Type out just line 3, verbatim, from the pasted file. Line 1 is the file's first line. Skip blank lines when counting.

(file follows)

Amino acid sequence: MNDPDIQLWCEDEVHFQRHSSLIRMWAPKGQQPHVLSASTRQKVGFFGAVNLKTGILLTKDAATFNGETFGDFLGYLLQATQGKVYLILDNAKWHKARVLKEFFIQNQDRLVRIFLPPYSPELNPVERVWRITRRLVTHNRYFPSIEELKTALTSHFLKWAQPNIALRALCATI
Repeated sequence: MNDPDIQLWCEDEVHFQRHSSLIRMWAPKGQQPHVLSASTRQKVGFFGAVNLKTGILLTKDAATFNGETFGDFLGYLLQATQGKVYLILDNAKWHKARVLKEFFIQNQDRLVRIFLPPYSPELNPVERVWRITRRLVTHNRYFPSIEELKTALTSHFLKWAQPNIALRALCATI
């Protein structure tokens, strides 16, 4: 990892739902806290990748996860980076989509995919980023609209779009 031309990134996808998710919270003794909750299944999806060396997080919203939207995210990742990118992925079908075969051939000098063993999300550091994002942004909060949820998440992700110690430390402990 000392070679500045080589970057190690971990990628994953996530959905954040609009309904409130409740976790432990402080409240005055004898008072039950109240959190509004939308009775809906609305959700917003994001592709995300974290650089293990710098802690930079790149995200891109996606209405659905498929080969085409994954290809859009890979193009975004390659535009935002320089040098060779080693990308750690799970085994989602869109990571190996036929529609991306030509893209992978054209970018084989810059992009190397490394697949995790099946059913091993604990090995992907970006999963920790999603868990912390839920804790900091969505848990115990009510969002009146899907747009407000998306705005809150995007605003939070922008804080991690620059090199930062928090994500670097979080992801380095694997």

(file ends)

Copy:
């Protein structure tokens, strides 16, 4: 990892739902806290990748996860980076989509995919980023609209779009 031309990134996808998710919270003794909750299944999806060396997080919203939207995210990742990118992925079908075969051939000098063993999300550091994002942004909060949820998440992700110690430390402990 000392070679500045080589970057190690971990990628994953996530959905954040609009309904409130409740976790432990402080409240005055004898008072039950109240959190509004939308009775809906609305959700917003994001592709995300974290650089293990710098802690930079790149995200891109996606209405659905498929080969085409994954290809859009890979193009975004390659535009935002320089040098060779080693990308750690799970085994989602869109990571190996036929529609991306030509893209992978054209970018084989810059992009190397490394697949995790099946059913091993604990090995992907970006999963920790999603868990912390839920804790900091969505848990115990009510969002009146899907747009407000998306705005809150995007605003939070922008804080991690620059090199930062928090994500670097979080992801380095694997």